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​How the aged care workforce and providers have adapted to the coronavirus

Every day there is a new update around the coronavirus and how we, as individuals, can help reduce the spread of COVID-19.

<p>Resident Liz of Luson Care’s Eden Park Residential in Geelong, Victoria, sending out a heartfelt message to family. [Source: Luson Care]</p>

Resident Liz of Luson Care’s Eden Park Residential in Geelong, Victoria, sending out a heartfelt message to family. [Source: Luson Care]

As the restrictions and safety measures evolve, so too has the aged care industry, as they try their best to reduce the possibility of a coronavirus outbreak.

While implementing measures to keep residents and staff safe, aged care providers have been going above and beyond to prepare their facilities for a potential COVID-19 outbreak, and staff have been provided with new materials and training in preparation for if that does happen.

Government support

The Government has provided multiple funding supports to the aged care industry over the last few weeks.

This includes $2.4 billion of the health stimulus package going directly into aged care.

Approximately $101.2 million will be going towards the further training of aged care workers in infection control, to support residential and home care providers in hiring more staff, and the Aged Care Quality and Safety Commission received funding to support providers in improving their infection control. 

An additional $445.6 million was later announced by the Government to support staff retention in residential aged care and home care services.

The Government is attempting to make sure there is enough staff on hand during this pandemic while ensuring there is an incentive for the workforce to remain working in aged care facilities and home care services during this scary time.

Around 20,000 international nursing students had their working restrictions waivered by the Government so they could provide extra hands to the healthcare and aged care sectors.

Chief Executive Officer (CEO) of Older Persons Advocacy Network (OPAN), Craig Gear, said in a recent OPAN Webinar that it has been a difficult time for the Government, who have been rushing out new plans and protocols over the last few weeks, as well as for providers trying to keep up with all the new procedures.

“Everyone is looking at how to provide a continuity of services in a really safe way… It’s like building a bike when we are already riding the bike,” says Mr Gear.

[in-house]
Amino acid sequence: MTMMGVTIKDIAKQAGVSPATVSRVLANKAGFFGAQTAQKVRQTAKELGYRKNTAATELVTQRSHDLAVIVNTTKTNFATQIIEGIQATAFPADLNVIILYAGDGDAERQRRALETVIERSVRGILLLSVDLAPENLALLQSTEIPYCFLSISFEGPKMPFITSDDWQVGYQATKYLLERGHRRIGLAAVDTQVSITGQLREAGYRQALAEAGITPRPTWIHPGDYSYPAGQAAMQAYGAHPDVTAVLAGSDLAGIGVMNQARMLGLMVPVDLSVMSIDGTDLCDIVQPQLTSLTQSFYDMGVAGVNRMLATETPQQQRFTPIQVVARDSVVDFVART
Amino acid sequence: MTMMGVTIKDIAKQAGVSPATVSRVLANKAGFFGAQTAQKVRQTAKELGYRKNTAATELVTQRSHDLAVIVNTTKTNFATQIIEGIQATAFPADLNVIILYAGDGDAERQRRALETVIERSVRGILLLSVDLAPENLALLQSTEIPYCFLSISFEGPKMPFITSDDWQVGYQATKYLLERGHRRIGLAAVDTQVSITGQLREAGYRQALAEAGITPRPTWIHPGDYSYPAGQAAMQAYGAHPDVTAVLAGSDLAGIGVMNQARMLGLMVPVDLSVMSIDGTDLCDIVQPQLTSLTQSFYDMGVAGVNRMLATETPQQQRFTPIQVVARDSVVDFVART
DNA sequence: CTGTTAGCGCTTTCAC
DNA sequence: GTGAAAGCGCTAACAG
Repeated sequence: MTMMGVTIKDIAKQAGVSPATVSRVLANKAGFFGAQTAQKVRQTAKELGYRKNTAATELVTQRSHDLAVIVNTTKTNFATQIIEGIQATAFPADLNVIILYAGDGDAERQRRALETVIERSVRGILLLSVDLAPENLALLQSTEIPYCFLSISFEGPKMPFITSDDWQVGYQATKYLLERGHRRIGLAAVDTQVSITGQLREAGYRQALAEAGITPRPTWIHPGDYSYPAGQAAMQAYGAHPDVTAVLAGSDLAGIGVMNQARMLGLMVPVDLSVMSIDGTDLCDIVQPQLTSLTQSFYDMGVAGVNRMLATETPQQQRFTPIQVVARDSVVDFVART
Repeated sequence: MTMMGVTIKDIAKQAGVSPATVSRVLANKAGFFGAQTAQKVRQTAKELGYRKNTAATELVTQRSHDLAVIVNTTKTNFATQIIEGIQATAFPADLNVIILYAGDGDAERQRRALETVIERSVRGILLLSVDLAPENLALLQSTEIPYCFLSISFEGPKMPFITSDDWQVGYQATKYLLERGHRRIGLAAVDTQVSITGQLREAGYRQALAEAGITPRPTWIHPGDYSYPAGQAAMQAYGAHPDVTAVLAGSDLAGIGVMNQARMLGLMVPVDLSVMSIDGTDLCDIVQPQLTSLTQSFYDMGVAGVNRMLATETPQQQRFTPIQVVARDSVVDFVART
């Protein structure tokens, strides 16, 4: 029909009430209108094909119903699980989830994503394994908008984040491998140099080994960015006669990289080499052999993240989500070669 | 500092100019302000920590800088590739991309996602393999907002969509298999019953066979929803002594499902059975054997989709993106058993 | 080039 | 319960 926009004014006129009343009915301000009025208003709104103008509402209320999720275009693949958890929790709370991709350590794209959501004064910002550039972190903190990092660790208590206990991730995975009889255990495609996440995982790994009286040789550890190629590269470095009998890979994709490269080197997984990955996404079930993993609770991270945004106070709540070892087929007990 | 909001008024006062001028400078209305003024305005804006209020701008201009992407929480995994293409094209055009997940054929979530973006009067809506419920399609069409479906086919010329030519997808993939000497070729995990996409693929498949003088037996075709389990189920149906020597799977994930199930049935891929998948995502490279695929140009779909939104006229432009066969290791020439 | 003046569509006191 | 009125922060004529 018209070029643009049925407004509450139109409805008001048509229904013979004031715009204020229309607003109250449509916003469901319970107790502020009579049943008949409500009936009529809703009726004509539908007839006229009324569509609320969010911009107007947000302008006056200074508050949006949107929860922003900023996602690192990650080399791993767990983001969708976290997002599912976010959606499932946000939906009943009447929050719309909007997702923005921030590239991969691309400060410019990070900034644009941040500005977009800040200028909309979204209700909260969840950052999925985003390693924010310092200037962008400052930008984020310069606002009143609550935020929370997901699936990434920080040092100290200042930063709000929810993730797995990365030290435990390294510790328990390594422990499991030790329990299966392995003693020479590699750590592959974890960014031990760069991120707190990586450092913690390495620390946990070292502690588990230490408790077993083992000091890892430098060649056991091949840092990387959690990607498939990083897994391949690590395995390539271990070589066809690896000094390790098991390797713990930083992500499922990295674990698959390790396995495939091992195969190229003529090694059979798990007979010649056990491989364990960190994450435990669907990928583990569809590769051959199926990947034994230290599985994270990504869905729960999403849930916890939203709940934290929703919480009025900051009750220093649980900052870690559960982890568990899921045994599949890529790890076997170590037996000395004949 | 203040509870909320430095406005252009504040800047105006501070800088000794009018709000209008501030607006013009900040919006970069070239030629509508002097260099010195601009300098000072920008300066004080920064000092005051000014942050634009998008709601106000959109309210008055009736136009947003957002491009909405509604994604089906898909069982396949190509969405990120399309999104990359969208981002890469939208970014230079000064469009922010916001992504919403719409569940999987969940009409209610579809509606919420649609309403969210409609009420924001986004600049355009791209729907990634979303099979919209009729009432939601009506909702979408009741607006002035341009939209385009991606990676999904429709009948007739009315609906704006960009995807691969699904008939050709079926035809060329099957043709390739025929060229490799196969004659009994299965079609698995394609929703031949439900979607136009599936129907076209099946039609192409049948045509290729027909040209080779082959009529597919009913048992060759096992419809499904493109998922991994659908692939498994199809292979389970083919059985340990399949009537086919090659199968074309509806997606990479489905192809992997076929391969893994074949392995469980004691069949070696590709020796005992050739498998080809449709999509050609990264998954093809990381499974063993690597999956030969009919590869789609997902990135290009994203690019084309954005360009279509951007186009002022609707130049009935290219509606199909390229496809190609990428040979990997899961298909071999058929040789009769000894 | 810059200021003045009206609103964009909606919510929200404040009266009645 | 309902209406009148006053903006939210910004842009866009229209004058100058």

Employing more staff

Aged care providers have not been sitting idle, as early as January, facilities and home care services have been preparing for a potential outbreak within their facilities.

Many providers have already hired new staff members so they can provide their new hires with additional pandemic and infection control training ahead of time.

CEO of Leading Age Services Australia (LASA), Sean Rooney, says that aged care providers across residential and home care have been highly vigilant for the last two months and have been providing extra training to their staff and bolstering their own workforces.

“Our sector asked to extend visa holders’ work hours from 20 hours per week and welcomed the Government’s agreement, which has given hundreds of providers confidence to increase hours and provide continuity of care,” says Mr Rooney.

“Many providers have been hiring extra staff for the past month and looking to extend their new staff rosters as contingencies arise.”

Aged care provider, Luson Care in Geelong, Victoria, expanded their casual staff roster and started to ramp up their pandemic management plan in preparation for the coronavirus soon after the virus started to impact other countries outside of China.

Joint Managing Director of Luson Care, Nick Yannopoulos, says the organisation has talked through different precautionary scenarios to be prepared for what the coronavirus may bring, including what would happen if the company lost 20 percent of its staff.

Luson Care developed a COVID-19 specialist squad with staff members who were willing to step up and take responsibility for residents if they became infected with the coronavirus.

The organisation has also been increasing its casual staff pool in case their workforce is impacted.

“We are making sure we know where our casuals are working [and coming] from. Some casuals work between providers, we are trying to ascertain who is doing what, where, so we can better control the situation in our area,” says Mr Yannopoulos.

Mr Yannopoulos also mentioned that they immediately reached out to the Government and peak bodies about lifting working restrictions on students and anyone with working visas in aged care so there was a larger cohort of workers to hire.